As to whether your session will be disconnected - it depends.
You say you are connected via the IP of the default route; I take it you mean that you are connect to the IP address of the physical interface which shares a link with the next hop of your default route? e.g. if you have the following configuration:
ip address 10.10.10.1 255.255.255.0
ip address 188.8.131.52 255.255.255.0
ip route 0.0.0.0 0.0.0.0 10.10.10.10
Then you are connected to the route using destination IP address 10.10.10.1?
When you say you are changing the default route, are you changing the next hop of your default route? e.g.:
ip route 0.0.0.0 0.0.0.0 184.108.40.206
no ip route 0.0.0.0 0.0.0.0 10.10.10.10
(Note, add the new default before removing the old!)
Or, are you changing the interface IP address?
ip address 10.10.10.50 255.255.255.0
In the first case, assuming your workstation is still reachable via 220.127.116.11, your SSH session may hang for a moment or two, but will probably not be disconnected. As you are still connecting to the same IP address, TCP will not disconnect; your packets will simply be routing asymmetrically (going into the router via Fa0/1, and out via Fa0/2).
In the second case, your SSH session will definitely disconnect, as the IP address that is the endpoint of your SSH session will no longer be configured on the router.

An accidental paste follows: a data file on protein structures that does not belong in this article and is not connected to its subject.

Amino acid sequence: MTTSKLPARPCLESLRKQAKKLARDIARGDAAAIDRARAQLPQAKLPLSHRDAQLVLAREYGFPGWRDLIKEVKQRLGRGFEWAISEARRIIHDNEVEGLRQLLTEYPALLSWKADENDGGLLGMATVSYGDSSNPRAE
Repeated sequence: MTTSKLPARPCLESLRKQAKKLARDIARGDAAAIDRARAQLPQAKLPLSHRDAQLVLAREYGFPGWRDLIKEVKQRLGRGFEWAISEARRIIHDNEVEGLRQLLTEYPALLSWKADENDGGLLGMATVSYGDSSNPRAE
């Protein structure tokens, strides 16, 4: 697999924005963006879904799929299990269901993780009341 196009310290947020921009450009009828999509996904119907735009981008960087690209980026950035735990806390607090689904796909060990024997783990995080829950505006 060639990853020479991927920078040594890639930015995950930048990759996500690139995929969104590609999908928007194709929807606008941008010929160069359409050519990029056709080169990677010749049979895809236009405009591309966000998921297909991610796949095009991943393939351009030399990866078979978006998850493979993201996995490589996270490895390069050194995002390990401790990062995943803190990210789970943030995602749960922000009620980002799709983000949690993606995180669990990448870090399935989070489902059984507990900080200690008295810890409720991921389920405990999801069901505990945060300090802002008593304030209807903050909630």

If you are disconnected:
* You should be able to connect to the IP address of the new interface, as long as bidirectional routing is in place between your workstation and the new IP address.
* All changes that you have entered will still be in the running configuration; you will need to save them by typing 'copy running-config startup-config'.
* The number of connections will be limited by the number of vty lines you have configured. The default (I believe) is 16; some organisations reduce this for performance/security reasons. Do a 'show run | begin line vty' to see how many lines you have configured.
Without knowing more about your network, it's difficult to suggest improvements; one thing I would say is that if you are running any kind of IGP, then it's probably worth managing your devices using Loopback interfaces. This mitigates against being disconnected while making a change which causes a routing reconvergence.
EDIT: managing via loopback interfaces essentially means ensuring that all of your management traffic (telnet/SSH, syslog, SNMP, TACACS etc) uses the loopback address of your router. This is advantageous for a couple of reasons:
- When you have a failure which causes reconvergence in your network, existing management sessions aren't interrupted.
- All management traffic is addressed to a loopback interface, which means that any ACLs/firewall policies restricting management access can be simplified.
- Re-addressing your network becomes easier, as adding/removing links doesn't change the IP address you use to manage your devices; as long as there is a correctly configured IGP running, you should be able to reach your devices and manage them.